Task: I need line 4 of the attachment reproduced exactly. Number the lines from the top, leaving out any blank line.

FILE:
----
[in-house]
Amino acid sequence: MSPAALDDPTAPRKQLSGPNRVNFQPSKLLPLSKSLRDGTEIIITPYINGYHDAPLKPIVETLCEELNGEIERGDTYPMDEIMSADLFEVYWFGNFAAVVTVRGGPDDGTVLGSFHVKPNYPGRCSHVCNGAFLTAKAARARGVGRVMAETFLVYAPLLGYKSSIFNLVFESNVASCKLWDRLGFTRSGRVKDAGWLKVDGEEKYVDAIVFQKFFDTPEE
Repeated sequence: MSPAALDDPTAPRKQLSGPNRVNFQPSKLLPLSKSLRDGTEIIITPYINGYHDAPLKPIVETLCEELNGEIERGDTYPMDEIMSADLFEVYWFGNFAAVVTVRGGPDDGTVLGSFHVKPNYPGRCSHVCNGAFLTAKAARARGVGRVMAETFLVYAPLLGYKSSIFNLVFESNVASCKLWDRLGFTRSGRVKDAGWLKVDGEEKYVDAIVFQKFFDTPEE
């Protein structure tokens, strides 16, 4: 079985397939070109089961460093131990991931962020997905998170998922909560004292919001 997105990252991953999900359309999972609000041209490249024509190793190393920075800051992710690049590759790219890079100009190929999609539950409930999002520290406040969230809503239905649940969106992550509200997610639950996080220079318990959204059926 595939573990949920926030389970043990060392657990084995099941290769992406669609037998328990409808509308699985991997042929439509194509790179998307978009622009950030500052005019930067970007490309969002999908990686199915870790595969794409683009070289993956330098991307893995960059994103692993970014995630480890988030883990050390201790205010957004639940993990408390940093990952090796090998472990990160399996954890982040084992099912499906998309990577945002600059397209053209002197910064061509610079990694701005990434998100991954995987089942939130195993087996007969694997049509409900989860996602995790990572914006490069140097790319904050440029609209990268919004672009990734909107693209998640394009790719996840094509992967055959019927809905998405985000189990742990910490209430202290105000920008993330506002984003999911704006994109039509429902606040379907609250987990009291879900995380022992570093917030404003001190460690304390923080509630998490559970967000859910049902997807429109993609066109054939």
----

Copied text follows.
């Protein structure tokens, strides 16, 4: 079985397939070109089961460093131990991931962020997905998170998922909560004292919001 997105990252991953999900359309999972609000041209490249024509190793190393920075800051992710690049590759790219890079100009190929999609539950409930999002520290406040969230809503239905649940969106992550509200997610639950996080220079318990959204059926 595939573990949920926030389970043990060392657990084995099941290769992406669609037998328990409808509308699985991997042929439509194509790179998307978009622009950030500052005019930067970007490309969002999908990686199915870790595969794409683009070289993956330098991307893995960059994103692993970014995630480890988030883990050390201790205010957004639940993990408390940093990952090796090998472990990160399996954890982040084992099912499906998309990577945002600059397209053209002197910064061509610079990694701005990434998100991954995987089942939130195993087996007969694997049509409900989860996602995790990572914006490069140097790319904050440029609209990268919004672009990734909107693209998640394009790719996840094509992967055959019927809905998405985000189990742990910490209430202290105000920008993330506002984003999911704006994109039509429902606040379907609250987990009291879900995380022992570093917030404003001190460690304390923080509630998490559970967000859910049902997807429109993609066109054939």